early 3rd century

164

Group 8

Fig. 1, PI. 18

mid-3rd century

165

Group 8

PI. 18

mid-3rd century

182

Group 9

Fig. 1, PL 19

second half 3rd century

183

Group 9

Fig. 1, PL 19

second half 3rd century

184

Group 9

Fig. 1, PL 19

late 3rd century

506

PL 50

end of 3rd century (later?)

507

PL 50

2nd century

Excluding the cult likna and offering trays, the small hydria (ranging generally from 0.06 to 0.11 m. in height), plain or decorated, is the third most popular votive shape in the Sanctuary, following the kalathiskos and phiale.12 Many strata have these vessels as the most complete vases for dating; indeed, a few votive contexts consist almost entirely of them (see Group 9). Thus it was necessary to attempt a chronology of the shape.

Almost all the small hydriai have a high ovoid wall: the maximum diameter appears at or just below the shoulder. The important criteria for dating are the ratio of foot diameter to maximum diameter and height; the length of the neck; the type of side handles; the complexity of the rim. Generally, the more contracted the foot, the lighter the rim, the less articulated the handles, then the later the date.

500 represents the 6th century; although there are other examples from the Archaic period, the shape becomes more popular later. The foot of 500 is broad, the wall profile short, the handles are horizontal, the decoration is of conventionalizing form. 47 from Group 3 belongs to the early 5th century and has a taller wall and canted side handles. The shoulder is still well offset and nearly horizontal. The same characteristics appear in the contemporary example, 501. The end of the 5th century (or slightly later) is represented by 502, similar to the examples in the Vrysoula deposit.13 The diameter of the foot is smaller in relation to the height and maximum diameter; the wall merges more continuously with the shoulder; the rim is lighter. These changes become more pronounced in later examples.

503 seems to be early 4th century in date, with a taller neck and more elongated body; the handles turn up but not yet with the ninety-degree form of the later 4th century. 99, Group 6, shows the late 4th-century profile: narrow foot, elongated body, ninety-degree handles, narrow shoulder, long thin neck, horizontal rim with peaked lip. 505 is similar, probably slightly later. The example from Group 7, 138, is earlier than 99, as it retains the shorter neck and less swollen proportions. 504 is approximately contemporary with 138 and is the latest hydria in its lot; uncatalogued examples from the context show an earlier profile.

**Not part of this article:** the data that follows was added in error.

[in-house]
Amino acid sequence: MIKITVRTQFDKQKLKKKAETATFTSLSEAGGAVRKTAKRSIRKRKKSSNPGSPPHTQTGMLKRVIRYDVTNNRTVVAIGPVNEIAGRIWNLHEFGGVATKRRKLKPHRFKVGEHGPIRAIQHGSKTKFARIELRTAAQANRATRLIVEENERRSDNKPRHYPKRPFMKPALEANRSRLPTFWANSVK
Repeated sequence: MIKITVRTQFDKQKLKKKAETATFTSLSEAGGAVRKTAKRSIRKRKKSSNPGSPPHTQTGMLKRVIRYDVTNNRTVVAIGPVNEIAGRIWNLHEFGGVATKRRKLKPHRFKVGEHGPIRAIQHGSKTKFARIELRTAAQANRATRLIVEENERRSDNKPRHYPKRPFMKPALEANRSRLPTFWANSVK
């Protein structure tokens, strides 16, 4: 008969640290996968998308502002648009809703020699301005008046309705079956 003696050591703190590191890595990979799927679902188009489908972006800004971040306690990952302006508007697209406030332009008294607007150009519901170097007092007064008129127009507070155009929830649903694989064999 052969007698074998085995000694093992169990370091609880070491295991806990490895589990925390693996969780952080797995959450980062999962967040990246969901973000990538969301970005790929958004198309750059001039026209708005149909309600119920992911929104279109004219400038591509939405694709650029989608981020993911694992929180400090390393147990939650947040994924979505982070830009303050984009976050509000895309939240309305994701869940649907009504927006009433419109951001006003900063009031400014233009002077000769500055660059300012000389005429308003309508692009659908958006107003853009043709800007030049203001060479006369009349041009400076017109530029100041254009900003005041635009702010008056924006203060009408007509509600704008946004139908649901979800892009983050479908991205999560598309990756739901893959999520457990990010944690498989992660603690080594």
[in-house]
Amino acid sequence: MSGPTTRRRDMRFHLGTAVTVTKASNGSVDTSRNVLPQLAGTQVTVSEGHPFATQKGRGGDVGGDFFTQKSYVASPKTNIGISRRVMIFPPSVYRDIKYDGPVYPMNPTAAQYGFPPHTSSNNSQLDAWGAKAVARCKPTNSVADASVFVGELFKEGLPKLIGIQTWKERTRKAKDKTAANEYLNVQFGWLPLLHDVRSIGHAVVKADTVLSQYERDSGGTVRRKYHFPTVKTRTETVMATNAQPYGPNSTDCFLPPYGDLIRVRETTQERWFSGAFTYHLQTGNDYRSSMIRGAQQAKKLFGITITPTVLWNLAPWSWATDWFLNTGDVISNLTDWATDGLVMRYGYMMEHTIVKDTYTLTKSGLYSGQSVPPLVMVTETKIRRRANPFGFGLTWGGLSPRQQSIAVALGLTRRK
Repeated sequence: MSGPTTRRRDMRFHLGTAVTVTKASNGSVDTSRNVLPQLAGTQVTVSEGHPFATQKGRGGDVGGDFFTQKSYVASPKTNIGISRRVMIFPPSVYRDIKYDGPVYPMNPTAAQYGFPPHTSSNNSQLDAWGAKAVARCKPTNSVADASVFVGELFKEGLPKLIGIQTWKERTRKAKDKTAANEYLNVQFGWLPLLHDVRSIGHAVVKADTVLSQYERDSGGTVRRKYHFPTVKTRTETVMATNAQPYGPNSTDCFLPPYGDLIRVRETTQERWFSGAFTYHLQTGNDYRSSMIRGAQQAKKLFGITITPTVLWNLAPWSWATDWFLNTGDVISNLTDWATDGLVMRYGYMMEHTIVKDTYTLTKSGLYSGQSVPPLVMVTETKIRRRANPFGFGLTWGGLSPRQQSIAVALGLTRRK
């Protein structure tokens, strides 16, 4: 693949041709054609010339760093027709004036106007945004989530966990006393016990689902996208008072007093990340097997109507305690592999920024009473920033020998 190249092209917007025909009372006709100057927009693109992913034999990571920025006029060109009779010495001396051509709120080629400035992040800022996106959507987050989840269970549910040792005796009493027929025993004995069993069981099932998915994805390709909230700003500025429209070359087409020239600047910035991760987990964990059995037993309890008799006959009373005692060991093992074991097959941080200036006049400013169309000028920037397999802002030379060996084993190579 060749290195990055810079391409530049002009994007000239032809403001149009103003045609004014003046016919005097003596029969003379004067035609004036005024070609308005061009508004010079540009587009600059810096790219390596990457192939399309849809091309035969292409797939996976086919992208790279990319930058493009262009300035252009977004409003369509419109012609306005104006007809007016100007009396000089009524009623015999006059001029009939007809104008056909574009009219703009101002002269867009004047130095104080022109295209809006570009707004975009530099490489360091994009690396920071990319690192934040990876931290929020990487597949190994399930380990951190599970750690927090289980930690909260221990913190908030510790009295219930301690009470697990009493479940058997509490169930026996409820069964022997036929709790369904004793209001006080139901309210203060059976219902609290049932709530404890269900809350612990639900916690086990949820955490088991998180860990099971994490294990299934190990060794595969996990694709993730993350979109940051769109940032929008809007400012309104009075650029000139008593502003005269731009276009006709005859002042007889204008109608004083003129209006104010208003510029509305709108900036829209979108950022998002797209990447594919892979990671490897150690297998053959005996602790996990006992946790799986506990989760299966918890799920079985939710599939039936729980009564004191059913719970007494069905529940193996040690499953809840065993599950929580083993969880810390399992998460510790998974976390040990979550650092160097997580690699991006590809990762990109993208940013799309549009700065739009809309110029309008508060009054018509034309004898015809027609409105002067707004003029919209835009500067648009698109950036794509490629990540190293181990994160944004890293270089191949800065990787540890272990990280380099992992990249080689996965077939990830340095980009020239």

The hydriskoi from the 3rd-century deposit, Group 8, have varied dates. 163 is closer to 99 of Group 6; the others, 164 and 165, are later, with narrower feet and less articulation of the side handles.

Group 9 consists mostly of small hydriai and terracotta figurines. All the hydriai have essentially the same profile as the three examples in the Catalogue, 182-184: elongated profile with the maximum diameter right at the shoulder, tall thin neck, poorly made side handles, poor surface finish. Other vessels in that deposit date the group to the second half of the 3rd century, to which the hydriai also ought to be assigned. The deposit was probably laid down at or near to the end of the century. 184 is the latest and most exaggerated of the hydriai in that group.

The last examples are from Building M:16-17, 50614 and 507, made in the later Hellenistic period. There is no longer any attempt to articulate the side handles, which are now placed on the shoulder; the profile continues the exaggeration of 184. 507 is probably the later of the two: small, crude, without modeling of the foot, shoulder, or handles, and with the worst finish of all the hydriai.15

12 Hydriai became especially popular as votives in the Hellenistic period. In the Sanctuary of Demeter at Kyparissi in Kos, both-roi filled with terracotta figurines and hydriai were found. These were never published and apparently disappeared in World War II. See R. Kabus-Preisshofen, "Statuettengruppen aus dem Demeterheiligtum," Antike Plastik XV, Berlin 1975, p. 32. Two sanctuaries of Demeter in Crete, at Kydonia and Knossos, have also yielded many hydriai. See A. Zois, 'AvaaKCKpT] Bpvaoiv Kudciina, Athens 1976; Coldstream, Knossos, especially deposit F (late 3rd—early 2nd century; p. 36, nos. 31-35), deposit G (mid-late 3rd century; p. 37). See also the series from Tocra (Boardman and Hayes, Tocra II, nos. 2369, 2370, 2377, 2392, pis. 42, 43).

-+ Pemberton, Hesperia 39, 1970, p. 298, nos. 116, 117, pi. 74 (C-64-145, C-64-146).

14 The context of 506, lot 3228, appears to end in the late 3rd century, but the hydria may be the latest vessel in that context and bring the date into the early 2nd century.

15 Similar to 507 is C-28-109, found with a late kalathiskos (C-28-108), a low pyxis bowl (C-28-106; see 179-181, Group 9), two echinus bowls (C-28-104, C-28-105), the larger of which has a very high profile, and a small West Slope articulated kantharos (C-28-107). The group belongs to the early 2nd century at the earliest, according to the profile of the larger echinus bowl. For the kalathiskos, see also footnote 63 below, p. 25.